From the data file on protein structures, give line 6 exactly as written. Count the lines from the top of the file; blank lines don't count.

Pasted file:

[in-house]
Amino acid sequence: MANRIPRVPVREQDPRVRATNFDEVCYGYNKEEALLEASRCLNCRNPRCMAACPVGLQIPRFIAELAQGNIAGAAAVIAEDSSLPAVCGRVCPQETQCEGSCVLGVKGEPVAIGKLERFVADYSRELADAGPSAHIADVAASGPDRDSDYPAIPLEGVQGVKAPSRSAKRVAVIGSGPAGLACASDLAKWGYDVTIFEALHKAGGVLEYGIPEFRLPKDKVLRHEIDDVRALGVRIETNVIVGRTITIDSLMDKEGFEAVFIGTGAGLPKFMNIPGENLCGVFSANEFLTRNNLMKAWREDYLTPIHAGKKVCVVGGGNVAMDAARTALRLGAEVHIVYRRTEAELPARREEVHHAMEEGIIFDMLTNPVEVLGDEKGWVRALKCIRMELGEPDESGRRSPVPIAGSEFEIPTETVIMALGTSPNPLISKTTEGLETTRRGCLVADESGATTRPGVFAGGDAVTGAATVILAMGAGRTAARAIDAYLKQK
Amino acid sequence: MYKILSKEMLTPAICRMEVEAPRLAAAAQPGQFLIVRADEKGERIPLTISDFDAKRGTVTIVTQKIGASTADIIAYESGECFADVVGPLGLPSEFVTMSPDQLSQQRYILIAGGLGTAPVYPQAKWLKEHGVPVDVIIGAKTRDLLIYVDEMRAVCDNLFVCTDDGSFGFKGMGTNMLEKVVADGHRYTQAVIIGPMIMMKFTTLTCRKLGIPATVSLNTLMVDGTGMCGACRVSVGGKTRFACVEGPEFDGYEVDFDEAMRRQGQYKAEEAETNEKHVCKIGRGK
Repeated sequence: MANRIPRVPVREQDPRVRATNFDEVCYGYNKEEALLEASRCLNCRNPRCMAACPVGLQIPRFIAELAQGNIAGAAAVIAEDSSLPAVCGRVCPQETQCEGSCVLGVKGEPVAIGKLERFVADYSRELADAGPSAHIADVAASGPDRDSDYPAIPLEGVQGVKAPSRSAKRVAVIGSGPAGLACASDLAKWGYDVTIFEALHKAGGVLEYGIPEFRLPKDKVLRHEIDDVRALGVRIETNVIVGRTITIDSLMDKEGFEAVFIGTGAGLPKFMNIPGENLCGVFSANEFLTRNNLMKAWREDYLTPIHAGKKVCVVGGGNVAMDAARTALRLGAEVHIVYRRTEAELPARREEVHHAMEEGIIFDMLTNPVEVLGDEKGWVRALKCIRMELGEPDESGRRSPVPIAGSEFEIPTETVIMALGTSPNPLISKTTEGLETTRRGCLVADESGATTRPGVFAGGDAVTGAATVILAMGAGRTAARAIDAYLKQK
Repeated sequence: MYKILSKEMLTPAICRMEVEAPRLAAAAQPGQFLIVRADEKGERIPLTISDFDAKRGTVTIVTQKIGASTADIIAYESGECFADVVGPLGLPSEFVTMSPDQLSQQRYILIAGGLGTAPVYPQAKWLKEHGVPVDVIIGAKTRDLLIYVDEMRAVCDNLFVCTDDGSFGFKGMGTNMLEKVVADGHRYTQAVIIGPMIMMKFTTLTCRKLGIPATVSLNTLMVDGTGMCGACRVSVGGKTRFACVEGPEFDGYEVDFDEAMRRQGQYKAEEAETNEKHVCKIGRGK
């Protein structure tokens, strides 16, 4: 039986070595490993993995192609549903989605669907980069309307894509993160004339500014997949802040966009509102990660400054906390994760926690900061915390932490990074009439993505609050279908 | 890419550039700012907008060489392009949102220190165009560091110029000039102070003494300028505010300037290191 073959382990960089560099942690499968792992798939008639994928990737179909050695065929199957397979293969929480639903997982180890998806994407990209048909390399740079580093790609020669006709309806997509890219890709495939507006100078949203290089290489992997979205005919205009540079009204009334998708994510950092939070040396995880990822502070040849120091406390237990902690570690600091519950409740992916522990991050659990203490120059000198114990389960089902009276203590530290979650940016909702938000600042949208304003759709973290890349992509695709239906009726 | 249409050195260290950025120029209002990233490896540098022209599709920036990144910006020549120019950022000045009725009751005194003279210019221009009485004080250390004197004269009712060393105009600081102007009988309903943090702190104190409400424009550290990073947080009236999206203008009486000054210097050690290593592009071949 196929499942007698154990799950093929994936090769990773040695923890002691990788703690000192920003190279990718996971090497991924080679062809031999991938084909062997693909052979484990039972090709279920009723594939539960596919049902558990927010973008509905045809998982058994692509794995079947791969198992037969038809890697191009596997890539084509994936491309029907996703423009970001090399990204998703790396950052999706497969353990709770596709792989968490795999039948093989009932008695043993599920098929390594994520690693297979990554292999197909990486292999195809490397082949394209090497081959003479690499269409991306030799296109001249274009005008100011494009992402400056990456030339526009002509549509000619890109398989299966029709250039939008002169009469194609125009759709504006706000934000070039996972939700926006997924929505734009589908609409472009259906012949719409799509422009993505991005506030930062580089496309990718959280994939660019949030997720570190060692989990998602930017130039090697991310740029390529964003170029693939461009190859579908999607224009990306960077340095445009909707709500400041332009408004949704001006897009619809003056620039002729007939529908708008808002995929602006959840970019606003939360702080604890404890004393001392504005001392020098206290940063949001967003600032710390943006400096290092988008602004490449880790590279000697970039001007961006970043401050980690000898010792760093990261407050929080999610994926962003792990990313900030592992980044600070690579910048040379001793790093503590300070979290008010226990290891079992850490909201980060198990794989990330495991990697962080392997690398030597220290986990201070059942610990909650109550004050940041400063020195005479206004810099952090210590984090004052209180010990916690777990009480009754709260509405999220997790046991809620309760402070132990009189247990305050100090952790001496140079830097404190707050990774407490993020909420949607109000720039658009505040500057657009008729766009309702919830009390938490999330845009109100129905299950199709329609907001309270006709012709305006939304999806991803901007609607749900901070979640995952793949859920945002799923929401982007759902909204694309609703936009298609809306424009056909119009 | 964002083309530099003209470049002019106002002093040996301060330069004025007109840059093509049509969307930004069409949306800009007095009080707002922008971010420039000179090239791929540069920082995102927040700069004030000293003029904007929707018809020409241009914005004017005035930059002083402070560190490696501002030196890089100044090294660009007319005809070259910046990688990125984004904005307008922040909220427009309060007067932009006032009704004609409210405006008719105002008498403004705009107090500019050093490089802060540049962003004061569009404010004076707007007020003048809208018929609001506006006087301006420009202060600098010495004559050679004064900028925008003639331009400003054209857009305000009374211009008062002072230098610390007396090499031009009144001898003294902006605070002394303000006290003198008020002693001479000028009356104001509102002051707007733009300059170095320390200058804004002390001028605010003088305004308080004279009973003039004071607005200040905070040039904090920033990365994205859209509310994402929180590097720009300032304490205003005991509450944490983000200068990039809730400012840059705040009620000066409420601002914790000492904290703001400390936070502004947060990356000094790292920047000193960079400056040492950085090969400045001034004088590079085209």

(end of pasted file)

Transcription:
């Protein structure tokens, strides 16, 4: 039986070595490993993995192609549903989605669907980069309307894509993160004339500014997949802040966009509102990660400054906390994760926690900061915390932490990074009439993505609050279908 | 890419550039700012907008060489392009949102220190165009560091110029000039102070003494300028505010300037290191 073959382990960089560099942690499968792992798939008639994928990737179909050695065929199957397979293969929480639903997982180890998806994407990209048909390399740079580093790609020669006709309806997509890219890709495939507006100078949203290089290489992997979205005919205009540079009204009334998708994510950092939070040396995880990822502070040849120091406390237990902690570690600091519950409740992916522990991050659990203490120059000198114990389960089902009276203590530290979650940016909702938000600042949208304003759709973290890349992509695709239906009726 | 249409050195260290950025120029209002990233490896540098022209599709920036990144910006020549120019950022000045009725009751005194003279210019221009009485004080250390004197004269009712060393105009600081102007009988309903943090702190104190409400424009550290990073947080009236999206203008009486000054210097050690290593592009071949 196929499942007698154990799950093929994936090769990773040695923890002691990788703690000192920003190279990718996971090497991924080679062809031999991938084909062997693909052979484990039972090709279920009723594939539960596919049902558990927010973008509905045809998982058994692509794995079947791969198992037969038809890697191009596997890539084509994936491309029907996703423009970001090399990204998703790396950052999706497969353990709770596709792989968490795999039948093989009932008695043993599920098929390594994520690693297979990554292999197909990486292999195809490397082949394209090497081959003479690499269409991306030799296109001249274009005008100011494009992402400056990456030339526009002509549509000619890109398989299966029709250039939008002169009469194609125009759709504006706000934000070039996972939700926006997924929505734009589908609409472009259906012949719409799509422009993505991005506030930062580089496309990718959280994939660019949030997720570190060692989990998602930017130039090697991310740029390529964003170029693939461009190859579908999607224009990306960077340095445009909707709500400041332009408004949704001006897009619809003056620039002729007939529908708008808002995929602006959840970019606003939360702080604890404890004393001392504005001392020098206290940063949001967003600032710390943006400096290092988008602004490449880790590279000697970039001007961006970043401050980690000898010792760093990261407050929080999610994926962003792990990313900030592992980044600070690579910048040379001793790093503590300070979290008010226990290891079992850490909201980060198990794989990330495991990697962080392997690398030597220290986990201070059942610990909650109550004050940041400063020195005479206004810099952090210590984090004052209180010990916690777990009480009754709260509405999220997790046991809620309760402070132990009189247990305050100090952790001496140079830097404190707050990774407490993020909420949607109000720039658009505040500057657009008729766009309702919830009390938490999330845009109100129905299950199709329609907001309270006709012709305006939304999806991803901007609607749900901070979640995952793949859920945002799923929401982007759902909204694309609703936009298609809306424009056909119009 | 964002083309530099003209470049002019106002002093040996301060330069004025007109840059093509049509969307930004069409949306800009007095009080707002922008971010420039000179090239791929540069920082995102927040700069004030000293003029904007929707018809020409241009914005004017005035930059002083402070560190490696501002030196890089100044090294660009007319005809070259910046990688990125984004904005307008922040909220427009309060007067932009006032009704004609409210405006008719105002008498403004705009107090500019050093490089802060540049962003004061569009404010004076707007007020003048809208018929609001506006006087301006420009202060600098010495004559050679004064900028925008003639331009400003054209857009305000009374211009008062002072230098610390007396090499031009009144001898003294902006605070002394303000006290003198008020002693001479000028009356104001509102002051707007733009300059170095320390200058804004002390001028605010003088305004308080004279009973003039004071607005200040905070040039904090920033990365994205859209509310994402929180590097720009300032304490205003005991509450944490983000200068990039809730400012840059705040009620000066409420601002914790000492904290703001400390936070502004947060990356000094790292920047000193960079400056040492950085090969400045001034004088590079085209």